noun: self-promotion; plural noun: self-promotions
the action of promoting or publicizing oneself or one's activities, especially in a forceful way.
"she's guilty of criminally bad taste and shameless self-promotion"
Definition of self-promotion
: the act of furthering one's own growth, advancement, or prosperity : the promotion of oneself didn't try to disguise his self-promotion
Because self-promotion is deemed more of a masculine exercise, when women do it, it comes across as not only trying to join a boy’s club, but also adopting a swear word. Weird, isn’t it? Or does this sound familiar? This means that we also incur a double cost, socially and professionally. Seen as less likeable, advocating too strongly when we raise our profile but also when we don’t do it, seen as incompetent leaders who won’t see their value and their worth and are passively getting by with their work. There’s also the esteemed professional proverb of “Let the work talk for itself” that cements these values around self-promotion. We’ve ironed out the semantics and politics around this matter, how do we now actualise it?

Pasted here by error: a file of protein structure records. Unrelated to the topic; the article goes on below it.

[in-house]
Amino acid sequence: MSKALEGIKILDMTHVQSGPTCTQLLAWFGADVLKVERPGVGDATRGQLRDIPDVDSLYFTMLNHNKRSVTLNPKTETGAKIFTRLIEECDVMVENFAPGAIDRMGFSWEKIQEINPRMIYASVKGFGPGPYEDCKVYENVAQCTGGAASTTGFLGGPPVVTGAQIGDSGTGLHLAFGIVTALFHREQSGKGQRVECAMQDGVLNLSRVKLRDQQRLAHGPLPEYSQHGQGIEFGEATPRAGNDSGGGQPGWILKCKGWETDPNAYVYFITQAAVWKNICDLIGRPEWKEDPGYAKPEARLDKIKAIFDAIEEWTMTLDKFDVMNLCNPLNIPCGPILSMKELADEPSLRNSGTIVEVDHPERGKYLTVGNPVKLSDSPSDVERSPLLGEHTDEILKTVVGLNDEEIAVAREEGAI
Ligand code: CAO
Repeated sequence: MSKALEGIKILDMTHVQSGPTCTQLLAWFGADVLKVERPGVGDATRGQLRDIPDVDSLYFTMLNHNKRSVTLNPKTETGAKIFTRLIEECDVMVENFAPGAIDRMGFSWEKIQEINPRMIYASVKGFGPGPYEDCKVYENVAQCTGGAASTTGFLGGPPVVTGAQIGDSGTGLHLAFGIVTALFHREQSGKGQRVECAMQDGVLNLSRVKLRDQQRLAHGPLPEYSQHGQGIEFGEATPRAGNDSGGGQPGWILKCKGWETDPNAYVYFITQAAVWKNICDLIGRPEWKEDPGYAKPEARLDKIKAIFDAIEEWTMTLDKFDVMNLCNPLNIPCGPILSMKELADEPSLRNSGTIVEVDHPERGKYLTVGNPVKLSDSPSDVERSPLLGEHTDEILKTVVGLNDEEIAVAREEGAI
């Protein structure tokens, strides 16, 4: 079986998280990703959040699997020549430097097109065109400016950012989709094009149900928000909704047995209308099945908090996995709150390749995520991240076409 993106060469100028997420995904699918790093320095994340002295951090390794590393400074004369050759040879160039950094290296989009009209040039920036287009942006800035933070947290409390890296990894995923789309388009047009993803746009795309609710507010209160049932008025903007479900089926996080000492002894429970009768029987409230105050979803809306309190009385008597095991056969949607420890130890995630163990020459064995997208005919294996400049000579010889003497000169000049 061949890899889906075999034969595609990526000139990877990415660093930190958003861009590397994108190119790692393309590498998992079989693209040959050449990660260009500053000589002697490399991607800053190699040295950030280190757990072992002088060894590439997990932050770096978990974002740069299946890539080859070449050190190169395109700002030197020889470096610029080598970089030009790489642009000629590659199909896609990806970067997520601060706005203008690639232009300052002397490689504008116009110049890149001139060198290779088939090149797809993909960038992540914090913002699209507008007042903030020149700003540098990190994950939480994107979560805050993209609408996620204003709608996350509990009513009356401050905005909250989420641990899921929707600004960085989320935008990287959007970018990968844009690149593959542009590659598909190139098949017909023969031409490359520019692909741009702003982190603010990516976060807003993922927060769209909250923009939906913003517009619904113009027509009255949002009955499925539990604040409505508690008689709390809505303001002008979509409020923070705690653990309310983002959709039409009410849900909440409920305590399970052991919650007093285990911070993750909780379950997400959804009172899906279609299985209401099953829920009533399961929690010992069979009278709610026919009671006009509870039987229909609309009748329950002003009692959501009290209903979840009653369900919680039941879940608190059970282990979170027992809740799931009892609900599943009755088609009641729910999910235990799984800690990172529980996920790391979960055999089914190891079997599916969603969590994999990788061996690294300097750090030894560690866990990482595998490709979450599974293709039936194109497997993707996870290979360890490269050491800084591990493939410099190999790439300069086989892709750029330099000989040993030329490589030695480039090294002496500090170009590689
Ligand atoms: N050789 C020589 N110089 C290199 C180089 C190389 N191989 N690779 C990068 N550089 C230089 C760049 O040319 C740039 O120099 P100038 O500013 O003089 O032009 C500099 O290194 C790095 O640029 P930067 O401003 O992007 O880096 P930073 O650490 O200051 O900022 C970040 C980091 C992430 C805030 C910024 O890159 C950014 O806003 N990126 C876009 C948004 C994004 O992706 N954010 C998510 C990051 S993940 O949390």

In her (revised and update) book, Nice Girls Still Don’t Get The Corner Office: Unconscious Mistakes Women Make to Sabotage Their Careers, author Dr Lois P. Frankel talks about the importance of taking yourself out of your sweet spot and highlights that “… It’s important to take yourself out of the women’s safe zone and toward the edge of the field where the winners are playing.”
In recognising that, let’s invest in the power of three, and start with these three marching orders to kickstart your journey to raising your profile and tapping into the badass that you are:
1. Leverage Social Media
Whether Facebook, Twitter, Instagram or LinkedIn, these platforms add value dependent on how you use them. Just like any conversation, it’s a give and take of listening and allowing your community and followers to talk about themselves, and an opportunity for you to talk about what’s relevant to the conversation or one that you want to drive. Share about your work win for the week, a speaking engagement that you participated in, sharing and congratulating the work of your fellow industry peers and/or friends and even a book that you’re reading with a mini review. These small steps and a strategy in place will definitely allow you to start thinking about how you can take the opportunity of the internet and its community to elevate your profile, and serve your community and purpose.